I’ve had 5 majors, and that’s okay

I never thought having multiple college majors would be viewed as a bad thing until I shared my history on the first day of my journalism class. I told my professor and classmates that I have had five different majors, and I watched jaws hit the floor.

Questions arose and I realized my path was so unconventional that it seemed wrong. Before you start to worry, or feel bad for me, I want you to know that I wouldn’t change a thing. Having five majors is what led me here, and I have never been happier. How this happened is a chain reaction of events that have allowed me to welcome change and see it as an opportunity.

I won’t disagree that I appear indecisive, but after high school was the only time this observation was true. At 17-years-old, I was expected to make my biggest life decision yet, and it felt like attending college was already decided for me.

I loved science, so I practically closed my eyes and picked biochemistry as a major. By the third day I looked in the mirror and asked, “What are you doing with this major?” Dumbfounded with no answer, I dropped out of college the next day. With the pressure of going back to school, I soon jumped into a dental assisting program at a trade school where I graduated 10 months later.

I loved my full-time job, but the COVID-19 pandemic took that away. During this strange time, I decided to give college another try. I enrolled in the dental hygiene program at the University of New Haven, where I learned watching someone cut gums was fine, but doing it induced a panic attack.

A national survey from Strata Education Network said 36% of college graduates wished they chose a different major. I was not willing to be part of this statistic, so before it was too late I took my love for healthcare and changed my major to health sciences. The classes I took taught me so many amazing(ly awful) things about American healthcare and suddenly I started all of my conversations with “Did you know?”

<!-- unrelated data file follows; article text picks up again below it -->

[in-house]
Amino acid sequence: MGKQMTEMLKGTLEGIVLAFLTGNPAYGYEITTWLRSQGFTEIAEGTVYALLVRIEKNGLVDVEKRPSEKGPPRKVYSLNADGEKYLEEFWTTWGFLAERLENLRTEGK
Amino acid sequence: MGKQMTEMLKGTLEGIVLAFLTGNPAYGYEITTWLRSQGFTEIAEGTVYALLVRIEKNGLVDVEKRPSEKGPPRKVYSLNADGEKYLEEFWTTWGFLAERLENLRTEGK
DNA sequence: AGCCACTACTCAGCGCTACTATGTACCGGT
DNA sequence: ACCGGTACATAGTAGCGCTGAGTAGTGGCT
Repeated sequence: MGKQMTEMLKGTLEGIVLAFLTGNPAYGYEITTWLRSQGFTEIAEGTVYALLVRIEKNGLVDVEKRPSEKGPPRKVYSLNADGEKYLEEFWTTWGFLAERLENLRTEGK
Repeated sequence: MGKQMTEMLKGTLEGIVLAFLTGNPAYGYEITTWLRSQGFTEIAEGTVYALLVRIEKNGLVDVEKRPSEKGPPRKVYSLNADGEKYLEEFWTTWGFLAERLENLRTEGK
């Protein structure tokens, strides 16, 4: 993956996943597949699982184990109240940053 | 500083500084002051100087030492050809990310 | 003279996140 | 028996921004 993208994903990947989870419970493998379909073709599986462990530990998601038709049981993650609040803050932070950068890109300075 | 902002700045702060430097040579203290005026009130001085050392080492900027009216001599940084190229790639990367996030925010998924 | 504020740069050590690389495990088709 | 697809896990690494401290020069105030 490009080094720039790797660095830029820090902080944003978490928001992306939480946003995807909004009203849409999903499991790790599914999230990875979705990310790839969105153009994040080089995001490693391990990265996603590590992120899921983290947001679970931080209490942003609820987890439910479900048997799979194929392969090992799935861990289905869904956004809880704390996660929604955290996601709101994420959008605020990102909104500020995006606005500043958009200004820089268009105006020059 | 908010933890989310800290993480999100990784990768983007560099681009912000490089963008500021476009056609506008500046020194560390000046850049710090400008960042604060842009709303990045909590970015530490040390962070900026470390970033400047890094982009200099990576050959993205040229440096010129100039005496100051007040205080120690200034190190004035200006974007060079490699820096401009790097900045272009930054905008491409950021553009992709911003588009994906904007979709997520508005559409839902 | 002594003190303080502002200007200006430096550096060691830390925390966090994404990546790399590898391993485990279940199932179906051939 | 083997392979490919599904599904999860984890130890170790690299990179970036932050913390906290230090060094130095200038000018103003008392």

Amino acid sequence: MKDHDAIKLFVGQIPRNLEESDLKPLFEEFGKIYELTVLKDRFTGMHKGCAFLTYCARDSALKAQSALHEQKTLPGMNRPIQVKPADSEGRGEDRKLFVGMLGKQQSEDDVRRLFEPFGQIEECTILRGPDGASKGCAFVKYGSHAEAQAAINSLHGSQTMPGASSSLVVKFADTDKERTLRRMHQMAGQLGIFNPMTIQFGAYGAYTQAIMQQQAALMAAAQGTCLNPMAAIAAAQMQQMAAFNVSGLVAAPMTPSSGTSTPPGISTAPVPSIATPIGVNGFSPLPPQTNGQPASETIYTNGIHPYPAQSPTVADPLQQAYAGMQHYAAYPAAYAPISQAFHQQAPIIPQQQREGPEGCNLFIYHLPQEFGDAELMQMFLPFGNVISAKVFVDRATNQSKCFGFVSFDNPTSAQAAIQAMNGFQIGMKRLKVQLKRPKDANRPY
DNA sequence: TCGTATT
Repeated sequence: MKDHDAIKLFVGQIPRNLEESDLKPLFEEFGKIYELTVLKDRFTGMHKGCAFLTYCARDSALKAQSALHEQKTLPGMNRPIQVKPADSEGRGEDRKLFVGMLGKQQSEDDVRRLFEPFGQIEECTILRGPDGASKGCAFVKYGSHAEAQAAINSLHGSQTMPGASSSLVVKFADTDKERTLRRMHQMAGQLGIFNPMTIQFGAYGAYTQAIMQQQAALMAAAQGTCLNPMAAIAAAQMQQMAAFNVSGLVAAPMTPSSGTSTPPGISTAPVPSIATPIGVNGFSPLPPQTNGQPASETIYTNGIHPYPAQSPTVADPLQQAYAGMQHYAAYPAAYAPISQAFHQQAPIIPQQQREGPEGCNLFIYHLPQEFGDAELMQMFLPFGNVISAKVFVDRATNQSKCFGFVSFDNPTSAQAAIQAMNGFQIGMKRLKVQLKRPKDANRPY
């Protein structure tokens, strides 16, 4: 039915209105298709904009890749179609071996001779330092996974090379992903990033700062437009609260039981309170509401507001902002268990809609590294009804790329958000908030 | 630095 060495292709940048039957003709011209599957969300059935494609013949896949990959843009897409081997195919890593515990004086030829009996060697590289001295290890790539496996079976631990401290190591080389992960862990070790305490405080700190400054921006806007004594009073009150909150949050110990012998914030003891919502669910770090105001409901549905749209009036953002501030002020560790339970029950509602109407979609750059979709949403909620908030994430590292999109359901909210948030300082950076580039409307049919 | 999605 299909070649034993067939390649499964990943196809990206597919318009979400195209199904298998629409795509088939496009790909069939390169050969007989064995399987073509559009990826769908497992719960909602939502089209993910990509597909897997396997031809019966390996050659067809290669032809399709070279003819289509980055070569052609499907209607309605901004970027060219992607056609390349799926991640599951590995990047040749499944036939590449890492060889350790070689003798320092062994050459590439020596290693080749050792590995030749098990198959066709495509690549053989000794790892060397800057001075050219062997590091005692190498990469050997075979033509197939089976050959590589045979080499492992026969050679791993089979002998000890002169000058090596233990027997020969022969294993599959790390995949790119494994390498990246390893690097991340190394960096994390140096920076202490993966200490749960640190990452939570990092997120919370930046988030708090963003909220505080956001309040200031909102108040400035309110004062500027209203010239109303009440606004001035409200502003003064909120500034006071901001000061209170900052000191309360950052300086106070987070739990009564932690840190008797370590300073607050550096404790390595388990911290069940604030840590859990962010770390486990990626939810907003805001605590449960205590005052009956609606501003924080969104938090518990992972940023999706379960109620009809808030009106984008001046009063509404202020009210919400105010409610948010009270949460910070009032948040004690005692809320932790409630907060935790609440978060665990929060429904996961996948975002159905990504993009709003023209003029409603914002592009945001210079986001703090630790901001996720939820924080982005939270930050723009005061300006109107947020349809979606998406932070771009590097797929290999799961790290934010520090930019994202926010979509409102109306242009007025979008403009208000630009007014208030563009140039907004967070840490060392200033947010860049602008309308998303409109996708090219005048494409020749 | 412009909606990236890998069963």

I soon realized my true passion was telling people about healthcare, not working in it. I wanted to introduce things to people and influence them. By the end of the semester, I made my final switch to join the communication department, and I have experienced a passion like no other.

While I feared being judged for pursuing yet another major, the fear of spending my life wishing I had done things differently overcame all other fears. There is no life handbook that says you must enter college at 18-years-old and graduate in 4 years. In fact, there is no life handbook at all, yet it feels like there is until you detour off the usual path and realize you’re still on track.

According to the Education Data Initiative –– a team of researchers collecting data about the U.S. education system –– found that it takes the average student 20 years to pay off student loan debt. Since I’m not the “average student,” it will likely take me longer. I will live the length of my life two more times before the U.S. Social Security Administration says that I am eligible to retire. I refuse to spend that time in a career paying back my inevitable student loans with thoughts of what-ifs. I can’t tell you where I would be if I followed what was expected of me, but I can tell you that’s a what-if I don’t mind not knowing.